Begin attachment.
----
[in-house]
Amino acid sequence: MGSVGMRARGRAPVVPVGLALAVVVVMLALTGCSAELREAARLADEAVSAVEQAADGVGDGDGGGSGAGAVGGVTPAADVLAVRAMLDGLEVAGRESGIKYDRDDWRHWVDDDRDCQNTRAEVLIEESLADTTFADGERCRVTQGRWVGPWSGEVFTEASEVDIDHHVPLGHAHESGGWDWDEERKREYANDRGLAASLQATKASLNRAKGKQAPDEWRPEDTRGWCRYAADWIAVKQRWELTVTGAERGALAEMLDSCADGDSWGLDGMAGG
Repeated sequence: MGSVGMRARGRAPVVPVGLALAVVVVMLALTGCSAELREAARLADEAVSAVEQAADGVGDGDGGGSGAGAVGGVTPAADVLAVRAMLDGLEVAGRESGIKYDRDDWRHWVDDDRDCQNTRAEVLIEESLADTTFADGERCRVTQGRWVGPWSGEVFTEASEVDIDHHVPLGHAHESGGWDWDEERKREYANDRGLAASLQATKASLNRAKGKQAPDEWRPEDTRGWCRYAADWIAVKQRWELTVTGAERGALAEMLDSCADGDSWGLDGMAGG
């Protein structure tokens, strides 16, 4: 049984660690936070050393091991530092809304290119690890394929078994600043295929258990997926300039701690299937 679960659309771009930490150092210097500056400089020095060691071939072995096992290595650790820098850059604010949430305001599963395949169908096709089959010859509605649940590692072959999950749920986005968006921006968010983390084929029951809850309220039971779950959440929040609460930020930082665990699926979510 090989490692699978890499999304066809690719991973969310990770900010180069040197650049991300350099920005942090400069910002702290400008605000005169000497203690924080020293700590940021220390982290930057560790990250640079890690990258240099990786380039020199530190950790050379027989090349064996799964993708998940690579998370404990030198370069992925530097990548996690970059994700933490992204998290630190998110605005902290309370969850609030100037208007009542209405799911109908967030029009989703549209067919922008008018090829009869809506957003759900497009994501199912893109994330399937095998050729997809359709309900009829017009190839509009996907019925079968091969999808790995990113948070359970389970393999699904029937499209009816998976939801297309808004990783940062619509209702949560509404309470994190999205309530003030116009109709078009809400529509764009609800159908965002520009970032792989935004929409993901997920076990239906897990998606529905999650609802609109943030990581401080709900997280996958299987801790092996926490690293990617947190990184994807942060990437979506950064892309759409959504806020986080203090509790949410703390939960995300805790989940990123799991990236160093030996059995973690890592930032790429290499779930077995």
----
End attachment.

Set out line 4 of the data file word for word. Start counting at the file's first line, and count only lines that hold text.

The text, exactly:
């Protein structure tokens, strides 16, 4: 049984660690936070050393091991530092809304290119690890394929078994600043295929258990997926300039701690299937 679960659309771009930490150092210097500056400089020095060691071939072995096992290595650790820098850059604010949430305001599963395949169908096709089959010859509605649940590692072959999950749920986005968006921006968010983390084929029951809850309220039971779950959440929040609460930020930082665990699926979510 090989490692699978890499999304066809690719991973969310990770900010180069040197650049991300350099920005942090400069910002702290400008605000005169000497203690924080020293700590940021220390982290930057560790990250640079890690990258240099990786380039020199530190950790050379027989090349064996799964993708998940690579998370404990030198370069992925530097990548996690970059994700933490992204998290630190998110605005902290309370969850609030100037208007009542209405799911109908967030029009989703549209067919922008008018090829009869809506957003759900497009994501199912893109994330399937095998050729997809359709309900009829017009190839509009996907019925079968091969999808790995990113948070359970389970393999699904029937499209009816998976939801297309808004990783940062619509209702949560509404309470994190999205309530003030116009109709078009809400529509764009609800159908965002520009970032792989935004929409993901997920076990239906897990998606529905999650609802609109943030990581401080709900997280996958299987801790092996926490690293990617947190990184994807942060990437979506950064892309759409959504806020986080203090509790949410703390939960995300805790989940990123799991990236160093030996059995973690890592930032790429290499779930077995």